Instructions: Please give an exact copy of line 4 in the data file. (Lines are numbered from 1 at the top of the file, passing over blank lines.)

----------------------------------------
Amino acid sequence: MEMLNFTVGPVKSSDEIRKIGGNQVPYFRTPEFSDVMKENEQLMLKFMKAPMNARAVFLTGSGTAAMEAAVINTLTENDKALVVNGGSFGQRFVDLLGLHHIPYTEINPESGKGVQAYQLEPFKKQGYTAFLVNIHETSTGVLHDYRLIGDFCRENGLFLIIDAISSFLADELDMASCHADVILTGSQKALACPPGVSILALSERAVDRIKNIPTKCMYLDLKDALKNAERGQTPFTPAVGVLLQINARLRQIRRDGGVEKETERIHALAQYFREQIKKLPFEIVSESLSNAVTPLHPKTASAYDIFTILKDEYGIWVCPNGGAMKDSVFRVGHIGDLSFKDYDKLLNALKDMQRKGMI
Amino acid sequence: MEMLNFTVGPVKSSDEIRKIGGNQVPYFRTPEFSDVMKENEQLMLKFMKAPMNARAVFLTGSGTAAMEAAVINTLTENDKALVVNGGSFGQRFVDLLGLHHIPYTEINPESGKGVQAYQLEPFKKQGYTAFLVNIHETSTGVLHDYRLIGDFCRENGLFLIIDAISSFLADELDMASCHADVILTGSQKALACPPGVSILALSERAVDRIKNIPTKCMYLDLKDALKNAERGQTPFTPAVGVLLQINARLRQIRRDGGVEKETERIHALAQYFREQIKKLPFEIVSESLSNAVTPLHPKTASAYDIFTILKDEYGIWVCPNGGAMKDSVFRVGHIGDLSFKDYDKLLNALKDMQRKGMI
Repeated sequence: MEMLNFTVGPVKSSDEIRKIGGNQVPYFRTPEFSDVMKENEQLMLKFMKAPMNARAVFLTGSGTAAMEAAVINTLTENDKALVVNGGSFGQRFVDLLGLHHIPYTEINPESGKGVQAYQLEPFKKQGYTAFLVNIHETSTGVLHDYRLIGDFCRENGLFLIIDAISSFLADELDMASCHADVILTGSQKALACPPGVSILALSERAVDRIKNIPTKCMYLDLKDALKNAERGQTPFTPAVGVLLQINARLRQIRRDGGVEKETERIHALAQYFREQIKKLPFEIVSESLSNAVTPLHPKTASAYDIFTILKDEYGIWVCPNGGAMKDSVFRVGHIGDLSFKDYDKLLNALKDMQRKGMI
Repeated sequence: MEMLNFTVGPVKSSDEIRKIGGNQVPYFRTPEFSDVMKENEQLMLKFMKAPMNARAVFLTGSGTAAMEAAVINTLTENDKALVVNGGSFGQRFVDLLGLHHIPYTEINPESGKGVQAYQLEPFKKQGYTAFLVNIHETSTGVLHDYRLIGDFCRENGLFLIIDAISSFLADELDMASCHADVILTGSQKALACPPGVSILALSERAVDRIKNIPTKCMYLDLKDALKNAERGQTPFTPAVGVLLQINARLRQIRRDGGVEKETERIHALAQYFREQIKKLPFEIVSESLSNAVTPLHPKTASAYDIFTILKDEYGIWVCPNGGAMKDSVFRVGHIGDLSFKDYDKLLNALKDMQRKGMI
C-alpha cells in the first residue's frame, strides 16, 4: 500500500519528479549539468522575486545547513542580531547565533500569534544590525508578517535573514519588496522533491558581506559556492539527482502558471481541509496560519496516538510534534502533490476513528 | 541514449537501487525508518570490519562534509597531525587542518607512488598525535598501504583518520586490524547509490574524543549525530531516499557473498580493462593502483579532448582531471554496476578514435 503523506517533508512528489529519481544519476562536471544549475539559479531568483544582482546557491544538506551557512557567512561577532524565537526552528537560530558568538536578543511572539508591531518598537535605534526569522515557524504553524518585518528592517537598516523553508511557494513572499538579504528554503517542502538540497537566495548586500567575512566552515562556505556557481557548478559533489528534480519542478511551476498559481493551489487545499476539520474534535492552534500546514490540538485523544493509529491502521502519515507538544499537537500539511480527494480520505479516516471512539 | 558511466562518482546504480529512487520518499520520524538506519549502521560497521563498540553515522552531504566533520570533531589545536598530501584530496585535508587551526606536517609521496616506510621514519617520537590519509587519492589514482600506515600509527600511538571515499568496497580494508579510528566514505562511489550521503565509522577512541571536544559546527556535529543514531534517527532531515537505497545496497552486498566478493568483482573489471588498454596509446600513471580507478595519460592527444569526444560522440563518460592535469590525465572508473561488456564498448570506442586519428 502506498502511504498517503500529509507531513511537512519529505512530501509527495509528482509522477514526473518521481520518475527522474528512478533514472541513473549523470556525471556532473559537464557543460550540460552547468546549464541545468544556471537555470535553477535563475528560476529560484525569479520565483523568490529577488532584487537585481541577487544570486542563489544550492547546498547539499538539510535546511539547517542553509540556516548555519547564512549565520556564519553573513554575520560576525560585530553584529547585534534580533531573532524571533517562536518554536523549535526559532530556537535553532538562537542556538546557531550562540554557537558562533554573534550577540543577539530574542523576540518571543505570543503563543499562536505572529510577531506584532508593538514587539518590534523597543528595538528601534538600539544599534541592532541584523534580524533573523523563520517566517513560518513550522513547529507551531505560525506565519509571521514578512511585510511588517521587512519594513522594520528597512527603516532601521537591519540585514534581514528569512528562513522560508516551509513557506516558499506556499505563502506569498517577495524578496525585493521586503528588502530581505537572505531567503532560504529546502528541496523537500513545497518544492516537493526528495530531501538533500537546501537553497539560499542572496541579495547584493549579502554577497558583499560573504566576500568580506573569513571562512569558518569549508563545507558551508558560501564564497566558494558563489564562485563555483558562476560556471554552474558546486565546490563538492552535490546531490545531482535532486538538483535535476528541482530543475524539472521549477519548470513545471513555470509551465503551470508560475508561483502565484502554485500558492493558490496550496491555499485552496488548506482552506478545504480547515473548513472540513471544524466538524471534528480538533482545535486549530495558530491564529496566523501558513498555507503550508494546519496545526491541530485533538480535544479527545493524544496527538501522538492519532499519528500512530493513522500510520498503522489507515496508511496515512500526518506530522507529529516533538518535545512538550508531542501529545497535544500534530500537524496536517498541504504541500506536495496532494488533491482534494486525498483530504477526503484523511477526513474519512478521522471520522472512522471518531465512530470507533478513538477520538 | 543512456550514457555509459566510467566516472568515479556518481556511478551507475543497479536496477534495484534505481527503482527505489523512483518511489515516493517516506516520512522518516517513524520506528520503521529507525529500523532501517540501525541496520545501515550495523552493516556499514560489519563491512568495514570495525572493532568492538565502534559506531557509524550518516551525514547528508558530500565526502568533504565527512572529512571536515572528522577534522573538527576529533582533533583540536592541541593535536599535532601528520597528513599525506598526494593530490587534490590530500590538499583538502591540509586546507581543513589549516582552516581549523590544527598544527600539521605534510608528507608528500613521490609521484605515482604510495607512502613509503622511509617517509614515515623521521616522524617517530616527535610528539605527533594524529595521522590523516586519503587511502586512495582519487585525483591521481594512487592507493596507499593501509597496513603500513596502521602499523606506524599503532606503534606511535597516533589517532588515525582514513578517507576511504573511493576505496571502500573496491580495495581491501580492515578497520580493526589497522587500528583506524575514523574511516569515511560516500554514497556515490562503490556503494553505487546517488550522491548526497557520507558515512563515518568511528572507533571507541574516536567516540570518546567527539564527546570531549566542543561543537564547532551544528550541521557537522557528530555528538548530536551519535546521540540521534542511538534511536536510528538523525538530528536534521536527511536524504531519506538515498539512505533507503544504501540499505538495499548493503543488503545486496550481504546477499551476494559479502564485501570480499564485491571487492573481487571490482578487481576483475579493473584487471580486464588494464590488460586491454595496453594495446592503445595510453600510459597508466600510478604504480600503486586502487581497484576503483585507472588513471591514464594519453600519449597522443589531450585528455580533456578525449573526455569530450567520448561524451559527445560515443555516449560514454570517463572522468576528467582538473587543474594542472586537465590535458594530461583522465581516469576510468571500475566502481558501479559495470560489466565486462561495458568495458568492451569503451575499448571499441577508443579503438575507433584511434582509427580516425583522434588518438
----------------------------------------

Repeated sequence: MEMLNFTVGPVKSSDEIRKIGGNQVPYFRTPEFSDVMKENEQLMLKFMKAPMNARAVFLTGSGTAAMEAAVINTLTENDKALVVNGGSFGQRFVDLLGLHHIPYTEINPESGKGVQAYQLEPFKKQGYTAFLVNIHETSTGVLHDYRLIGDFCRENGLFLIIDAISSFLADELDMASCHADVILTGSQKALACPPGVSILALSERAVDRIKNIPTKCMYLDLKDALKNAERGQTPFTPAVGVLLQINARLRQIRRDGGVEKETERIHALAQYFREQIKKLPFEIVSESLSNAVTPLHPKTASAYDIFTILKDEYGIWVCPNGGAMKDSVFRVGHIGDLSFKDYDKLLNALKDMQRKGMI